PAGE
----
Life, on the Line: A Chef's Story of Chasing Greatness, Facing Death, and Redefining the Way We Eat is more than a book about Achatz's struggle with cancer and how it affected those around him, including Kokonas, his business partner at Alinea. (In fact, the cancer battle really doesn't come up until the last quarter of the book.) The book traces the genesis of his love of cooking, his struggles in the competitive and harrowing culinary world, and his desire to reinvent the way people approach and eat food. For a foodie like me, I couldn't read the book fast enough--it made me hungry and it made me long to be back in the culinary world myself. Having the opportunity to ride on Achatz's shoulder throughout his journey is an amazing one, and the book (especially when Kokonas begins co-narrating the story, as plans for Alinea start to take shape) doesn't make Achatz out to be a saint. It portrays him accurately, even while he undergoes painfully brutal treatment for cancer.

This is a tremendously well-written, captivating and uplifting book for so many reasons. It is a privilege to understand what shapes Achatz's culinary philosophy and what goes into his culinary creations. And to watch as he approaches cancer with the same strength he faced every other challenge, including not being taken seriously as a chef, is amazing. He may be an incredible chef, but it is clear from this book that Grant Achatz is a pretty incredible man as well.
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on December 27, 2012
A story of striving, succeeding, and facing death. Achatz does a remarkable job of sharing his remembrance and insight into his journey to the top and his near-death. The peek into kitchens of top restaurants, the amazing creativity and obvious exuberance for his art are well shared. The choice of certain death over disformity and lingering instead of living is catalogued for the reader.

Recognizing the book as a work befitting its title - a look at a professional life and his near-death, especially as it related to his passion - will prepare the reader best. Achatz brings the reader into the kitchen; he feeds the imagination allowing you to feel, taste, and smell his presentations. But that focus, like the schedule demanded of him, leaves little room for a personal life. While present in the story, his intimate relationships are at times presented more sparsely than his menu creations. This reader is left wondering whether this is the cost - paid by the rising star and those around him - that chasing such a dream has extracted or whether this is the man whose first love is a consuming mistress: the creation of new sensory eating experiences.
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on March 26, 2011
If you're a fan of books about chefs, this is a great one. Fascinating story of the author's journey from his parents' restaurant to the CIA to the French Laundry before creating what must be the most revolutionary dining experience in the world. Michael Ruhlman's books about his year at the CIA, Michael Symon, and Thomas Keller turned me into a chef book junkie, and the details in this book about what went into creating Alinea were fascinating. Achatz' journey through cancer just made it all the more interesting (and inspirational).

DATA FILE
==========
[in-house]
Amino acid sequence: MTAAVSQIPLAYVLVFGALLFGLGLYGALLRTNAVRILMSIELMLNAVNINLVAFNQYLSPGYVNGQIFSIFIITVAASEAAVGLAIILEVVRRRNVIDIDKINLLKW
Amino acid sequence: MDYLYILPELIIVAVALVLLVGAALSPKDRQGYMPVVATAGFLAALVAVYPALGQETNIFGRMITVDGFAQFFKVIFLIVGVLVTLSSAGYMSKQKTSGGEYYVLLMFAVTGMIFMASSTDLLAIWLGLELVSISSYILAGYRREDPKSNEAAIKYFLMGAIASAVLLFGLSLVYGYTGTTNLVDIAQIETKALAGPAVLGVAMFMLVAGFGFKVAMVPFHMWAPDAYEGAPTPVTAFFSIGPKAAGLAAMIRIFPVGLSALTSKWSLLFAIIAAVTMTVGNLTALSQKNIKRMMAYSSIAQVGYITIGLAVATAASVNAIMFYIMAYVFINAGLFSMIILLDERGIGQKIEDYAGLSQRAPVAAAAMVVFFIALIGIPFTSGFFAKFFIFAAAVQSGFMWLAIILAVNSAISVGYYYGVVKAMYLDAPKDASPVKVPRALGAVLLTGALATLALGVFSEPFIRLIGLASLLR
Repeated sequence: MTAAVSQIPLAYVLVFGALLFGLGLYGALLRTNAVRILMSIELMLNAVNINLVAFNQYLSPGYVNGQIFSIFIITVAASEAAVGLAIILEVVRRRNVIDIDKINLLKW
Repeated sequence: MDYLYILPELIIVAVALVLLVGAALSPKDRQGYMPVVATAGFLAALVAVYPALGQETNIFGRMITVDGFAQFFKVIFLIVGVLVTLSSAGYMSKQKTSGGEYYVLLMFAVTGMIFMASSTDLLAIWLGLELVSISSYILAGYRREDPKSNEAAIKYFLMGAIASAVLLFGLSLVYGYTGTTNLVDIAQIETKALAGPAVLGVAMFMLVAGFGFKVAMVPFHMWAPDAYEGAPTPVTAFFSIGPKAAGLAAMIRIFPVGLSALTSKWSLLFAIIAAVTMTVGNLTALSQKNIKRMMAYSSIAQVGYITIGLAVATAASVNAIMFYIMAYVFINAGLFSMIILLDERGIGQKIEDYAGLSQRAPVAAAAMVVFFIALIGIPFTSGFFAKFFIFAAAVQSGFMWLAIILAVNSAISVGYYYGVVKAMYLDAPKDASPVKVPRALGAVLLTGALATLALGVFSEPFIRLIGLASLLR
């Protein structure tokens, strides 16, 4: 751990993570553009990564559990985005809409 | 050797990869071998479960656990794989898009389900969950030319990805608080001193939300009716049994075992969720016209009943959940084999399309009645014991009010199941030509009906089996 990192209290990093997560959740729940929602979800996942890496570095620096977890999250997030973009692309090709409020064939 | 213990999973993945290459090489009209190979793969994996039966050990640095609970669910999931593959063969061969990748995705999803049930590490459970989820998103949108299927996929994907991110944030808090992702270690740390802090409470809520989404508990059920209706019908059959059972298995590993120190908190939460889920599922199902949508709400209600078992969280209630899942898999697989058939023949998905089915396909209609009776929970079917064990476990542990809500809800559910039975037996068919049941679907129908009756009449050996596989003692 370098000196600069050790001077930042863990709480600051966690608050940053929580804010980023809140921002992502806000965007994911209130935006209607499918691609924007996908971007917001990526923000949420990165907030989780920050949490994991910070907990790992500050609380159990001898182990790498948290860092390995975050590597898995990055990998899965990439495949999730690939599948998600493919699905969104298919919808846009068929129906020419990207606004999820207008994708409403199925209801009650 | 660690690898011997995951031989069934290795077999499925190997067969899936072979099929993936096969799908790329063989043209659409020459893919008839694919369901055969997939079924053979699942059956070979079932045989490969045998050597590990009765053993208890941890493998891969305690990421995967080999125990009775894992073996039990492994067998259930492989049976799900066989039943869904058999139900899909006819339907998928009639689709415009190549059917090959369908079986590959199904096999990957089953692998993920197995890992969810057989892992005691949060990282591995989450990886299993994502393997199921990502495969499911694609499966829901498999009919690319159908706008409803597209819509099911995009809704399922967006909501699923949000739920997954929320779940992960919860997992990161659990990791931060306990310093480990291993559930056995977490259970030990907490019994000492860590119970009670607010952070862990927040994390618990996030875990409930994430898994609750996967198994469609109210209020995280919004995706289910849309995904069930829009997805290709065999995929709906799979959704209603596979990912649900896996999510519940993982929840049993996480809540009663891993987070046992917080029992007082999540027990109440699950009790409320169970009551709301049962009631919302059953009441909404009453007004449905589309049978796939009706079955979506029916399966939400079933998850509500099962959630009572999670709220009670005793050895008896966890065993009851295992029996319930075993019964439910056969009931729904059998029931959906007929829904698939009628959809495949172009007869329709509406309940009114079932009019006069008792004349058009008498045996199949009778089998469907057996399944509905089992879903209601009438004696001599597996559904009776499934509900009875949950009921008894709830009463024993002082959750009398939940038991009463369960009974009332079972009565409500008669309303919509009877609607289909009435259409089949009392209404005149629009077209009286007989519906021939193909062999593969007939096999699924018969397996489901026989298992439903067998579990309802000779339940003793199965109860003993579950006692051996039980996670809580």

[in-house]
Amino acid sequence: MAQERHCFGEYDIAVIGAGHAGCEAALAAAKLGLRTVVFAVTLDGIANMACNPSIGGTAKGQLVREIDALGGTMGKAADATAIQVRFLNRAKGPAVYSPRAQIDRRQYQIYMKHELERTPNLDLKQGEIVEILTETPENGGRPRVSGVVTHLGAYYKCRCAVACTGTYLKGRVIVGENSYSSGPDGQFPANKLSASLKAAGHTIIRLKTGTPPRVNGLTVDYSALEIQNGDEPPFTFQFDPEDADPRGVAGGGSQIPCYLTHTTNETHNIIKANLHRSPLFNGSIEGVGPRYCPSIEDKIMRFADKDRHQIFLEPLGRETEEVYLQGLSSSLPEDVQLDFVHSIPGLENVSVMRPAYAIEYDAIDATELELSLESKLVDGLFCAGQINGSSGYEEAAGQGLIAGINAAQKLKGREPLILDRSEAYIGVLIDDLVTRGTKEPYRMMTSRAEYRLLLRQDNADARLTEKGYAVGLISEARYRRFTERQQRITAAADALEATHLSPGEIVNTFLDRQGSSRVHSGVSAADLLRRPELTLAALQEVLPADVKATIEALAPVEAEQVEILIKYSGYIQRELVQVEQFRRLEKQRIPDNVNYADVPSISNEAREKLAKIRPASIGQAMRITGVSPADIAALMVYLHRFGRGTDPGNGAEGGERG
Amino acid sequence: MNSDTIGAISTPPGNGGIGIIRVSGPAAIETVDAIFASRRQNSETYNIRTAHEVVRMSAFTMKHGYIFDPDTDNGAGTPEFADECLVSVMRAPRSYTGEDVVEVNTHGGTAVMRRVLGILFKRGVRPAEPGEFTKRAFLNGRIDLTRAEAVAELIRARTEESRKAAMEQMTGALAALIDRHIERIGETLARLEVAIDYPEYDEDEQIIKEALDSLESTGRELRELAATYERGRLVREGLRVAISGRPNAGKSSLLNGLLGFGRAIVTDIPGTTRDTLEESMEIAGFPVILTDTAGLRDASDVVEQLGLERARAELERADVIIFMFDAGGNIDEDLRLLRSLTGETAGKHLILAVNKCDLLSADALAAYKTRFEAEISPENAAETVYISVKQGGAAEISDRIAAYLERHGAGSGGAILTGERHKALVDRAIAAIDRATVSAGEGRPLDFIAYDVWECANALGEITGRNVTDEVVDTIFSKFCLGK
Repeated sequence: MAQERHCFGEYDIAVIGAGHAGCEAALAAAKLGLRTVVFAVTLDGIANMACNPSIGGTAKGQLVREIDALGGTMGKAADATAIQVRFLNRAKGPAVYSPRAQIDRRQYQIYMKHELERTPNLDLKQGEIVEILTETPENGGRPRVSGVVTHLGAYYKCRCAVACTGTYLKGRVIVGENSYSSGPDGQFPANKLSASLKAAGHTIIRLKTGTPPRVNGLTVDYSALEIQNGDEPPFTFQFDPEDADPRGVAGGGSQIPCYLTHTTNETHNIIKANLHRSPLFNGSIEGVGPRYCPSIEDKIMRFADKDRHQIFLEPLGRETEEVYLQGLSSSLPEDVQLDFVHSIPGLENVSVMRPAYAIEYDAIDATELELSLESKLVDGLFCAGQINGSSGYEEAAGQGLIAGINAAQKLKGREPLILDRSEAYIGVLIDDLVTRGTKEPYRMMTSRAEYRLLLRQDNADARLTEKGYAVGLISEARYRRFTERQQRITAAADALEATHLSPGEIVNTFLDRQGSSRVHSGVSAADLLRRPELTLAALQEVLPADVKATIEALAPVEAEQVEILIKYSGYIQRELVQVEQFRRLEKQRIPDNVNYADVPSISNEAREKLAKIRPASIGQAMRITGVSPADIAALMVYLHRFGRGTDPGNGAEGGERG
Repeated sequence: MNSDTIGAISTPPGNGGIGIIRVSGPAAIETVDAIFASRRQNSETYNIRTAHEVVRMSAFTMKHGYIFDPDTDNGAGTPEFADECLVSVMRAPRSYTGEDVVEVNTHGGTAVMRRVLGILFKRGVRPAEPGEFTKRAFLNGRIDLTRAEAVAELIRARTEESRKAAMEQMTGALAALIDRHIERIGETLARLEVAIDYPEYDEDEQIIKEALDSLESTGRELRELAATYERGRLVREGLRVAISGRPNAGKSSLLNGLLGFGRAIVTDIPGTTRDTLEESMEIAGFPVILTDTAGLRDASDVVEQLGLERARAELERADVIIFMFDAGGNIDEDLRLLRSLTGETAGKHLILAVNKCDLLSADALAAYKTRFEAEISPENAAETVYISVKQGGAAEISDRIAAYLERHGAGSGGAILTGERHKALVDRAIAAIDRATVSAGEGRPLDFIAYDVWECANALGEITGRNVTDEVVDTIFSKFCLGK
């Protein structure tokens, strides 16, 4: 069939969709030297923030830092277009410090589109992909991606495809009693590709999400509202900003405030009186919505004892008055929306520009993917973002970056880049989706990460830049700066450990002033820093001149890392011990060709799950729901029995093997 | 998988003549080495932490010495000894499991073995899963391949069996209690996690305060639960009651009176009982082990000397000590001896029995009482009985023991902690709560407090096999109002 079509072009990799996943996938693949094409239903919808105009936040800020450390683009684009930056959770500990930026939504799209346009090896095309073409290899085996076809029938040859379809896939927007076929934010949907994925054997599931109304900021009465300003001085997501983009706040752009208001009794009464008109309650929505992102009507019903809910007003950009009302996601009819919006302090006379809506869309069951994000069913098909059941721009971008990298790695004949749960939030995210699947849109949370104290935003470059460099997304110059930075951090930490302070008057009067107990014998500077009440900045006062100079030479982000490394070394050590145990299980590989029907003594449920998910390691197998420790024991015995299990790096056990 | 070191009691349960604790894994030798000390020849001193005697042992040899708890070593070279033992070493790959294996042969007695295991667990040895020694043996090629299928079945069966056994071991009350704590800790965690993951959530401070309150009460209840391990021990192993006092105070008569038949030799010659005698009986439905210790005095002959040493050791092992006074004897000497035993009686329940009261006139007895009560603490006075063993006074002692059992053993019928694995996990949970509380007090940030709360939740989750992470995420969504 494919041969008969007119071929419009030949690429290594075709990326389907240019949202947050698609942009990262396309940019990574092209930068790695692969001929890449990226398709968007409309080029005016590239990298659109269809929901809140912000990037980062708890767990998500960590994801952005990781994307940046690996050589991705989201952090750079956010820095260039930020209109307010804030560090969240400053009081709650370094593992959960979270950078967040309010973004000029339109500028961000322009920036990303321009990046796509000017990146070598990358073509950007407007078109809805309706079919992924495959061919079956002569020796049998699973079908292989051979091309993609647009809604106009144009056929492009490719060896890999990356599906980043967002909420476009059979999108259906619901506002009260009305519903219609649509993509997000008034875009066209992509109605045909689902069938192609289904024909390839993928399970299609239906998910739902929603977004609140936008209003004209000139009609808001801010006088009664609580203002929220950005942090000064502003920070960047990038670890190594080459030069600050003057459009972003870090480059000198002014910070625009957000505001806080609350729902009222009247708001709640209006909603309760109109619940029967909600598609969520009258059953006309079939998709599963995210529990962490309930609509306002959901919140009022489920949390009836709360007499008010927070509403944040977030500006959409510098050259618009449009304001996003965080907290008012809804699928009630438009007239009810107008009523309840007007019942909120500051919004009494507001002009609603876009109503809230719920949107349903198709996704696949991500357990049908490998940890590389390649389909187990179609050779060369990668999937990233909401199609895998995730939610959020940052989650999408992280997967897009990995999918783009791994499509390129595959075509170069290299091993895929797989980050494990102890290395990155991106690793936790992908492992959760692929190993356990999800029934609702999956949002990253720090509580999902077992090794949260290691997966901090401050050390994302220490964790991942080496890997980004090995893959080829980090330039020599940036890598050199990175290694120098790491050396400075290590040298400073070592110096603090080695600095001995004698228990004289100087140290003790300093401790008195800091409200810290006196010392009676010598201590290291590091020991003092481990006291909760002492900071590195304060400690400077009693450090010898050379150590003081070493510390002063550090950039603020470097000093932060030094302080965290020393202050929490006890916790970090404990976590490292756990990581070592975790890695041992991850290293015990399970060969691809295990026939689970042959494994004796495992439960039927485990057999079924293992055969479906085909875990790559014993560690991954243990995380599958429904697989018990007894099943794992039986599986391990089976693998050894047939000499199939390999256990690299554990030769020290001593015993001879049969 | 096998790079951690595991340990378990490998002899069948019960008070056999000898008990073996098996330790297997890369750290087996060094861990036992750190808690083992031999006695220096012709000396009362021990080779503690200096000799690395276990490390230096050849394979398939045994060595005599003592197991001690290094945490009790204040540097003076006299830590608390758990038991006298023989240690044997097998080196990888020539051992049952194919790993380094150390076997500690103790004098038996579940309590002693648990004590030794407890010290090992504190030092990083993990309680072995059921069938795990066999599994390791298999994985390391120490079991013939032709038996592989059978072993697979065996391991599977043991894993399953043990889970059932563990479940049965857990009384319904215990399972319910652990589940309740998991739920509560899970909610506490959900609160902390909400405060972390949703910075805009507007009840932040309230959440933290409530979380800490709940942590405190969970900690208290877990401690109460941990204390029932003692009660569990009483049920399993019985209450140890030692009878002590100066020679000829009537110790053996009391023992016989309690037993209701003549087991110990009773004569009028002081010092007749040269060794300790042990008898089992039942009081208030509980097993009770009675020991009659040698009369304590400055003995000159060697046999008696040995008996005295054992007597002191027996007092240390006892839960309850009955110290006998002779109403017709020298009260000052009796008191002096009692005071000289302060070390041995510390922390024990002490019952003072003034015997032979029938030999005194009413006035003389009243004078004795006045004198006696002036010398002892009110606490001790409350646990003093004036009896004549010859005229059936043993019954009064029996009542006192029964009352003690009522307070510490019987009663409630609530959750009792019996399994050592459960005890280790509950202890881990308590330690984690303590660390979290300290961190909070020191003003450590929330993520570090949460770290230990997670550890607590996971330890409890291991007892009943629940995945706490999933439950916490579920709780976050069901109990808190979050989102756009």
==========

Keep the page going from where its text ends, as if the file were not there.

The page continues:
My favorite section of the whole book detailed a friend's visit to Alinea and his description of the diners' reactions to the food. Hilarious, and made me feel like I was sitting right there in the restaurant. Very well done.

This would probably be an interesting book for any reader, but it's a must-read for chef-junkies like myself.
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on May 15, 2011
Alinea is considered by many to be the best restaurant in America, started by the brilliant young chef Grant Achatz. "Life, on the Line" tells the story of his beginnings as a child cooking in his parents' diner, his rise through various restaurants including the famed French Laundry in Napa Valley, his revitalization of Trio in Evanstan, Illinois, and the opening of Alinea with his business partner Nick Kokonas (who writes part of the book from his own perspective).

As Achatz reaches the peak of the culinary world, he finds out that he has developed stage-4 tongue cancer. He elects to pursue a risky experimental therapy in the hopes of saving his tongue and ability to taste. This battle against cancer elevates the story beyond a typical culinary memoir.

The authors tell a very honest story, brutally so during the cancer portion. Achatz is clearly a control freak who sacrifices almost his entire personal life to pursue his dream of owning the best restaurant in the country. The exchange between perspectives gives a clearer picture of the personalities of each author as viewed by the other, which is a nice touch. Achatz also talks about how he gets inspiration for his innovative cuisine.

My main complaint with the book is that the writing is haphazard. Stories are brought up and left dangling. For instance, his father comes to eat at Alinea, which is portrayed as emotionally fraught. But what happens? He also brings up the Black Truffle Explosion that is sure to win over the staff at Trio. But people who haven't experienced this at Trio or Alinea, or who haven't read the Alinea cookbook, won't know the significance of this.

All in all, it's still a very good read.
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on January 2, 2014
Not only was this a gripping story, but so well-written (a requirement for me), so articulate. I would recommend this book to anyone interested in people who find their life passion early on and pursue it with everything in their power. This young chef is clearly a genius at molecular gastronomy, and the descriptions (and photos) of some of his creations are museum-quality masterpieces. I also found the oxymoronic combination of passionate career drive and personal life infinitely interesting; where the former is like a rocket launch, the latter far less. The intricacies of Grant's tragic medical issues were so gripping and engaging I could hardly put the book down. A fine, fine read...and perhaps a life lesson for anyone seeking balance between passionate work and personal life.